Global Clean Energy Investments Soar To Record $260 Billion, As US Retakes Top Spot From China

by


The US has overtaken China as the world’s leading investor in clean energy developments, claimed a report by Bloomberg New Energy Finance (BNEF) on Thursday – representing the first time that the country has beaten China since 2008.

In 2011, green energy investments in the US rose by 33 percent to $55.9 billion, while Chinese investments in the technology remained relatively unchanged for the year at $47.4 billion.

According to BNEF, “the US figure was achieved thanks in large part to support initiatives such as the federal loan guarantee programme and a Treasury grant programme”, though their ranking could fall again by the end of this year, due to the Treasury grant programme having already expired while the country’s principal remaining support measure for renewable energy, the Production Tax Credit, is scheduled to expire by the end of 2012 as well.

Related: Infographic: 8 Ways Why China is Beating the US in Green Technology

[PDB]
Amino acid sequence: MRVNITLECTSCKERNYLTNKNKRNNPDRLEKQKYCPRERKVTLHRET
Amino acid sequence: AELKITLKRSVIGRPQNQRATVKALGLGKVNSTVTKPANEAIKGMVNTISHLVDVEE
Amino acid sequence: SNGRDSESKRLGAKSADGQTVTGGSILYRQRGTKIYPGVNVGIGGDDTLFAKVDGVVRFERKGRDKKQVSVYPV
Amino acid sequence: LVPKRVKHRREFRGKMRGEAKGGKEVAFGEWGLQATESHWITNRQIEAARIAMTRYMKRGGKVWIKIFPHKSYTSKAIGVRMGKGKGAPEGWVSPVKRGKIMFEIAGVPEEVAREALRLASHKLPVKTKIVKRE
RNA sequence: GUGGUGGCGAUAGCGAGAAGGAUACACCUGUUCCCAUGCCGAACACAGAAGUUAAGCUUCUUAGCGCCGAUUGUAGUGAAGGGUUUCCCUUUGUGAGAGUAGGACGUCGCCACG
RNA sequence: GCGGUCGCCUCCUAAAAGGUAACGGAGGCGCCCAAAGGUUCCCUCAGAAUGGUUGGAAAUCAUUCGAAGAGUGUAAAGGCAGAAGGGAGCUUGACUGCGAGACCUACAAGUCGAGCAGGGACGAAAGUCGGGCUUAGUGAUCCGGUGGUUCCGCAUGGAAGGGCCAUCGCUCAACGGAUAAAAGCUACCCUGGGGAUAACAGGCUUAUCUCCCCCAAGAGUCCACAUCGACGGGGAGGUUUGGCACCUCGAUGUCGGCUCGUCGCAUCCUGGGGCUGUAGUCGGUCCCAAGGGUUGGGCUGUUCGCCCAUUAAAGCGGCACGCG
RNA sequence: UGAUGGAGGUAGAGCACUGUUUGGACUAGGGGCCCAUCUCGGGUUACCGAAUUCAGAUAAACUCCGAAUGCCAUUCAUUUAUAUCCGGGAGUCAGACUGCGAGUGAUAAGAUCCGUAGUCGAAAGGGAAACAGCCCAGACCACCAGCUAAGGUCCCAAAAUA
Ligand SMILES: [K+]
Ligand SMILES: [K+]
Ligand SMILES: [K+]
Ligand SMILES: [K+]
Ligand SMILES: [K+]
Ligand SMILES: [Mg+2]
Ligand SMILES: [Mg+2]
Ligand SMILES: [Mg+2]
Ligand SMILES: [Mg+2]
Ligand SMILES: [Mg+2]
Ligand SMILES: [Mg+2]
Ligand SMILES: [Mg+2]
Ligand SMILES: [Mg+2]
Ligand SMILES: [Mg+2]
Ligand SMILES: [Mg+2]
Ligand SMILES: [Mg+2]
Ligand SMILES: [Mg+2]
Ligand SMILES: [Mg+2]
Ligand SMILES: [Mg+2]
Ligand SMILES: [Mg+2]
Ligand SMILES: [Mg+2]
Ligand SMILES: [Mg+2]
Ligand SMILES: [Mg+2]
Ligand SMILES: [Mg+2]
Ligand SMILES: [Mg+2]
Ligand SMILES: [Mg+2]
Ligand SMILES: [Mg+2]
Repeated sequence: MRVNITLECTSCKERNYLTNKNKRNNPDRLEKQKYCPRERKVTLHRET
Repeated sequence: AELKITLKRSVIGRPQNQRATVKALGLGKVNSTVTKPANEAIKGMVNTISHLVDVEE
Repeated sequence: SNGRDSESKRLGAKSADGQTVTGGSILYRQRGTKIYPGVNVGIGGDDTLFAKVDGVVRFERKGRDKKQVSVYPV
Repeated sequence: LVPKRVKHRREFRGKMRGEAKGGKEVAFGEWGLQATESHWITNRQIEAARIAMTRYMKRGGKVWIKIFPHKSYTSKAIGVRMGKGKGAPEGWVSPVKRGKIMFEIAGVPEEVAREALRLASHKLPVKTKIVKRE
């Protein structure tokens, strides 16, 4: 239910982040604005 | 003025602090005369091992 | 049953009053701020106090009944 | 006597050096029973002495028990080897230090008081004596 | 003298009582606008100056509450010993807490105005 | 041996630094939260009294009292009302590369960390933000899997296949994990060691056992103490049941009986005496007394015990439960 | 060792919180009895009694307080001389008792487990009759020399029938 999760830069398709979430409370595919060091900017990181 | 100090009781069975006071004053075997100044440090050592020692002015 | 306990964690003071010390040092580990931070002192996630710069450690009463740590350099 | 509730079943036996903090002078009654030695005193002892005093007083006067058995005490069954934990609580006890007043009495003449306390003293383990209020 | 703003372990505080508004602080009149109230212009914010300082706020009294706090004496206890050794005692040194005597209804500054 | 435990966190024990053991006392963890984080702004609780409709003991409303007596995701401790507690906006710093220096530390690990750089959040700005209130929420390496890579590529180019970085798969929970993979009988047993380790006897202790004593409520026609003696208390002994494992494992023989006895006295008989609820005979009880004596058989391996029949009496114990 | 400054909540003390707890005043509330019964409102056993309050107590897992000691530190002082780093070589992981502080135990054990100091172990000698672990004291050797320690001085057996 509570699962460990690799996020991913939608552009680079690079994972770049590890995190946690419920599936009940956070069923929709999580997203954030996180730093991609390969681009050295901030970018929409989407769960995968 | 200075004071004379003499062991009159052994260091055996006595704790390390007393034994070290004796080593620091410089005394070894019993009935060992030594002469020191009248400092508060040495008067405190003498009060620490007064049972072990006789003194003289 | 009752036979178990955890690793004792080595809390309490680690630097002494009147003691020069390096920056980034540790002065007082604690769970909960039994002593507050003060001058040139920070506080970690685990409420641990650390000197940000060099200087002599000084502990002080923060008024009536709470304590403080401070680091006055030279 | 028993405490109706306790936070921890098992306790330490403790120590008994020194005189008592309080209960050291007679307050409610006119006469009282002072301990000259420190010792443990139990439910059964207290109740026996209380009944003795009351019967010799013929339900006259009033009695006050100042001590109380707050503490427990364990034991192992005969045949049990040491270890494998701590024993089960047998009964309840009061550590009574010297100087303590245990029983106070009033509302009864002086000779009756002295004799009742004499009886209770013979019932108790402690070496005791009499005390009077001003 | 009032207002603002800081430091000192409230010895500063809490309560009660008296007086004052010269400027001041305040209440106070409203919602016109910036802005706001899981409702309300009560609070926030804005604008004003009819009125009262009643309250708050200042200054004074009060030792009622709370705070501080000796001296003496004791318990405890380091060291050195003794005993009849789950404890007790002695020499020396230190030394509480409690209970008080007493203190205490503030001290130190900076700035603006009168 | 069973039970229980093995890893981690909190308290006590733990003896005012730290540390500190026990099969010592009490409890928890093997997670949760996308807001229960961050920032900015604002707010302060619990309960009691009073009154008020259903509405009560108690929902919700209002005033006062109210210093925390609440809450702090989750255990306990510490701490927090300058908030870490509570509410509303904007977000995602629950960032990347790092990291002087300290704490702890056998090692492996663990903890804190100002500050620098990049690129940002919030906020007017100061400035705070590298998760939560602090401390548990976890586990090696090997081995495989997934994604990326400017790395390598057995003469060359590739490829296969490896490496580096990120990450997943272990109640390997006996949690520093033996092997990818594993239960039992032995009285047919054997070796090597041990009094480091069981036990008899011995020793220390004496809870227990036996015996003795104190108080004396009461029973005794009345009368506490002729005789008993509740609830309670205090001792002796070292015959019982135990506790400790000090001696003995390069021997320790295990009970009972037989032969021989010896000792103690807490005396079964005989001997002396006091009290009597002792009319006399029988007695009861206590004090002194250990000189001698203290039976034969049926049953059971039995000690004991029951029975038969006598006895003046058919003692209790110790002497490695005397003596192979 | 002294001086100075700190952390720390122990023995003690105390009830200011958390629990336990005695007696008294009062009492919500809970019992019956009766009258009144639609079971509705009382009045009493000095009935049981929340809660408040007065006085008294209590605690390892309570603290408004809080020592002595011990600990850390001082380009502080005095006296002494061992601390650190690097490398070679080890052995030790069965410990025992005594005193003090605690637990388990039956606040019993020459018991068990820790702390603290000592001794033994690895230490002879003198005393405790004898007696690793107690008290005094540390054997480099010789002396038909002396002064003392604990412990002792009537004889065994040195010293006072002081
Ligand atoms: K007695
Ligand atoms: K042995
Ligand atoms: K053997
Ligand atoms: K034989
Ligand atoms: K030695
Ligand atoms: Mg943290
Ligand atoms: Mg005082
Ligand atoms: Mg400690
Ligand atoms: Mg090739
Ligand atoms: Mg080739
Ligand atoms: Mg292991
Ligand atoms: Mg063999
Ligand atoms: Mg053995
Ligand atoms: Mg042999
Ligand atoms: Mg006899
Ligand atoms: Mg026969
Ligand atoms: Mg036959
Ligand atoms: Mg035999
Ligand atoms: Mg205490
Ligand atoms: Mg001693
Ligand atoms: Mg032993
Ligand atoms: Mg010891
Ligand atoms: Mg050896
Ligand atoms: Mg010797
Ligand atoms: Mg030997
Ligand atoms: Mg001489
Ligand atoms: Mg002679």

Spending in solar energy, in particular, had been the cause for a global rise in clean energy investments in 2011, with the total investment in solar technology worldwide jumping by 36 percent to $136.6 billion.

“The performance of solar is even more remarkable when you consider that the price of photovoltaic modules fell by close to 50 percent during 2011, and now stands 75 percent lower than three years ago, in mid-2008,” said BNEF’s chief executive Michael Liebreich.

“The cost of PV technology has fallen, but the volume of PV sold has increased by a much greater factor as it approached competitiveness with other sources of power.”

Related: Top Ten Global Solar Trends for 2011

Related: Crikey! Can Australia Afford To Go Solar?

In total, global investments in clean energy technology reached $260 billion in 2011, with wind power being the second most invested technology for the year at $79.4 billion.

“Overall, 2011 was a far better year for the clean energy industry than the press coverage would lead one to believe,” commented Liebreich.

Still, Liebreich warns that 2012 might pose a larger challenge for the clean energy industry as “the European financial crisis continuing to fester, and the supply chain works its way out of some fearsome over-capacity.”

Related: Blowing in the Wind: Europe’s Energy Debate Has Stalled

Related: The Future of Renewable Energy in Africa: Promising or Precarious?

“Rumours of the death of clean energy have been greatly exaggerated,” said Liebreich.

“We will be seeing a new generation of technology starting to hit the market, and we are expecting important announcements by some of the biggest energy and engineering companies in the world as they take advantage of current market conditions to establish themselves in the sector.”